• On the facts of this case, involving a defendant who engaged in a breathtaking taxfraud borne not of necessity but unmitigated greed, a 121-month sentence is entirely appropriate and eminently just. In the parlance of the Guidelines, such a sentence would be sufficient but not greater than necessary to comply with the statutory imperatives of the sentencing statutes.”

Current Year vs. Prior Year Non-Compliance

Once a taxpayer missed the tax and reporting (such as FBAR and FATCA) requirements for prior years, they will want to be careful before submitting their information to the IRS in the current year. That is because they may risk making a quiet disclosure if they just begin filing forward in the current year and/or mass filing previous year forms without doing so under one of the approved IRS offshore submission procedures. Before filing prior untimely foreign reporting forms, taxpayers should consider speaking with a Board-Certified Tax Law Specialist who specializes exclusively in these types of offshore disclosure matters.

Avoid False Offshore Disclosure Submissions (Willful vs Non-Willful)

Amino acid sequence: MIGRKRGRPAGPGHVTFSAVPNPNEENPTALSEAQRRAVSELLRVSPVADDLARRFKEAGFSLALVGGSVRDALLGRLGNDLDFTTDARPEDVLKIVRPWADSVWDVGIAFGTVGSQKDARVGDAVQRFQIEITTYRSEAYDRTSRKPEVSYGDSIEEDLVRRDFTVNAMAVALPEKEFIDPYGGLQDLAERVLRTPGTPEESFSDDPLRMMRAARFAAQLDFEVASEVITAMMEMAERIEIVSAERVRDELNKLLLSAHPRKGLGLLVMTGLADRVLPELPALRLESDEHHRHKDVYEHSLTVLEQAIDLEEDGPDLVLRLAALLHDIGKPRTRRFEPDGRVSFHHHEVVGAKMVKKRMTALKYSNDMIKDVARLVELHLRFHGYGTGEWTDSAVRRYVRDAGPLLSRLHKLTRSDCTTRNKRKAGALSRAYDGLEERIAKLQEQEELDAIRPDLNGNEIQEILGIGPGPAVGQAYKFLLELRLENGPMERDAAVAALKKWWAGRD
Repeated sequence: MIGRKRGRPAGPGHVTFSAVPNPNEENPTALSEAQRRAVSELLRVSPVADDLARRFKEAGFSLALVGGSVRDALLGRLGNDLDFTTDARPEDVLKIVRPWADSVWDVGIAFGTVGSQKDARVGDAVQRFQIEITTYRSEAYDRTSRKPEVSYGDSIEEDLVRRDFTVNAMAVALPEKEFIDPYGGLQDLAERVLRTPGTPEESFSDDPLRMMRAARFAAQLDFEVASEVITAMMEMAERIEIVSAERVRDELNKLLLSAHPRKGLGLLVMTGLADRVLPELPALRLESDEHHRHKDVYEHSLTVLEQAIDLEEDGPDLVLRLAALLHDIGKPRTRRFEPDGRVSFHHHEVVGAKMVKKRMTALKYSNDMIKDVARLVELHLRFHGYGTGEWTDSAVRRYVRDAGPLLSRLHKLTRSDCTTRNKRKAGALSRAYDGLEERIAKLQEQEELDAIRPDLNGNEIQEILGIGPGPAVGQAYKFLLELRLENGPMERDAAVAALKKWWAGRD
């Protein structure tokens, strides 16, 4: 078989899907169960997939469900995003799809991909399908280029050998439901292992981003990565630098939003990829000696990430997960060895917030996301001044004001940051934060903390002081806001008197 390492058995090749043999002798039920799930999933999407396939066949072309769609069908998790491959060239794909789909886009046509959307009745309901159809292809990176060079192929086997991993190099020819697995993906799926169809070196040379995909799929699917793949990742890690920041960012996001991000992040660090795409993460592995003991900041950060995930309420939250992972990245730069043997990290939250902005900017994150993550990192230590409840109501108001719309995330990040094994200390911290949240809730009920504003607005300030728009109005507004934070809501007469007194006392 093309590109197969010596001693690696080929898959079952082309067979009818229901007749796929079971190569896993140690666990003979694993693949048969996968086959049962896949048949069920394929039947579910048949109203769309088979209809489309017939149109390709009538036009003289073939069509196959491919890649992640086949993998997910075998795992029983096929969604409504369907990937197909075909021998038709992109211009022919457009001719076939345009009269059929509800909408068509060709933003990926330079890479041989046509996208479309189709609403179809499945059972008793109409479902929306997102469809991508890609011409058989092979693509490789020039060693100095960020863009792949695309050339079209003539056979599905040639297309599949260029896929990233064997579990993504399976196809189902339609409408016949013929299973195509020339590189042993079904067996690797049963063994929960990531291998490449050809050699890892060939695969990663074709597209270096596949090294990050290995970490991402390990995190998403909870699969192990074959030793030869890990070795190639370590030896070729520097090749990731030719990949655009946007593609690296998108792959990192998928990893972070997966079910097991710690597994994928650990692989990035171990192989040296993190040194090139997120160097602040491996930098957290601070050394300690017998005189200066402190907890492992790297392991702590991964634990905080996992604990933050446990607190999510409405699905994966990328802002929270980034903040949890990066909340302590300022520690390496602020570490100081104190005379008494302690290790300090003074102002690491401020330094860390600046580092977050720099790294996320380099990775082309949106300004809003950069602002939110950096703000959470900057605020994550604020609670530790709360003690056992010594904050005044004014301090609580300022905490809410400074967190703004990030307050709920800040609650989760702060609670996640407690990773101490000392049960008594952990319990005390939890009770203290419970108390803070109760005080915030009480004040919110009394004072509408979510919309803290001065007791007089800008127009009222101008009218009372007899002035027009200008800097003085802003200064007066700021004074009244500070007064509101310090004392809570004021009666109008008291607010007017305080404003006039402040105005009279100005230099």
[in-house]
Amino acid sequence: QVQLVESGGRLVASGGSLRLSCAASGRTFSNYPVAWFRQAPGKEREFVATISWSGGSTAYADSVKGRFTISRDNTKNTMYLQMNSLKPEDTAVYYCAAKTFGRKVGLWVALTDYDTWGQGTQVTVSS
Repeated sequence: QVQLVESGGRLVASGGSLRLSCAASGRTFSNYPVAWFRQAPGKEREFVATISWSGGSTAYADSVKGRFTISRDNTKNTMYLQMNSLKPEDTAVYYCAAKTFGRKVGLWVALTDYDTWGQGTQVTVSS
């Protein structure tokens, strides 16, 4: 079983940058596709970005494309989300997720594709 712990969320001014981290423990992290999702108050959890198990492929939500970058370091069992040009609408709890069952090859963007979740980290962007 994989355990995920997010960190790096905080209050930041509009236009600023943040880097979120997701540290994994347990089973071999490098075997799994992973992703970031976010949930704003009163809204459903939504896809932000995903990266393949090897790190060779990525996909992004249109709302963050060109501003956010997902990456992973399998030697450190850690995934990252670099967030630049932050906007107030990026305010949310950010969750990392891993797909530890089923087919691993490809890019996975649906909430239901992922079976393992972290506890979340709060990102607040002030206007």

In recent years, the IRS has increased the level of scrutiny for certain streamlined procedure submissions. When a person is non-willful, they have an excellent chance of making a successful submission to Streamlined Procedures. If they are willful, they would submit to the IRS Voluntary Disclosure Program instead. But, if a willful Taxpayer submits an intentionally false narrative under the Streamlined Procedures (and gets caught), they may become subject to significant fines and penalties

Need Help Finding an Experienced Offshore Tax Attorney?

When it comes to hiring an experienced international tax attorney to represent you for unreported foreign and offshore account reporting, it can become overwhelming for taxpayers trying to trek through all the false information and nonsense they will find in their online research. There are only a handful of attorneys worldwide who are Board-Certified Tax Specialists and who specialize exclusively in offshore disclosure and international tax amnesty reporting. 

Golding & Golding: About Our International Tax Law Firm

Golding & Golding specializes exclusively in international tax, specifically IRS offshore disclosure

Contact our firm today for assistance.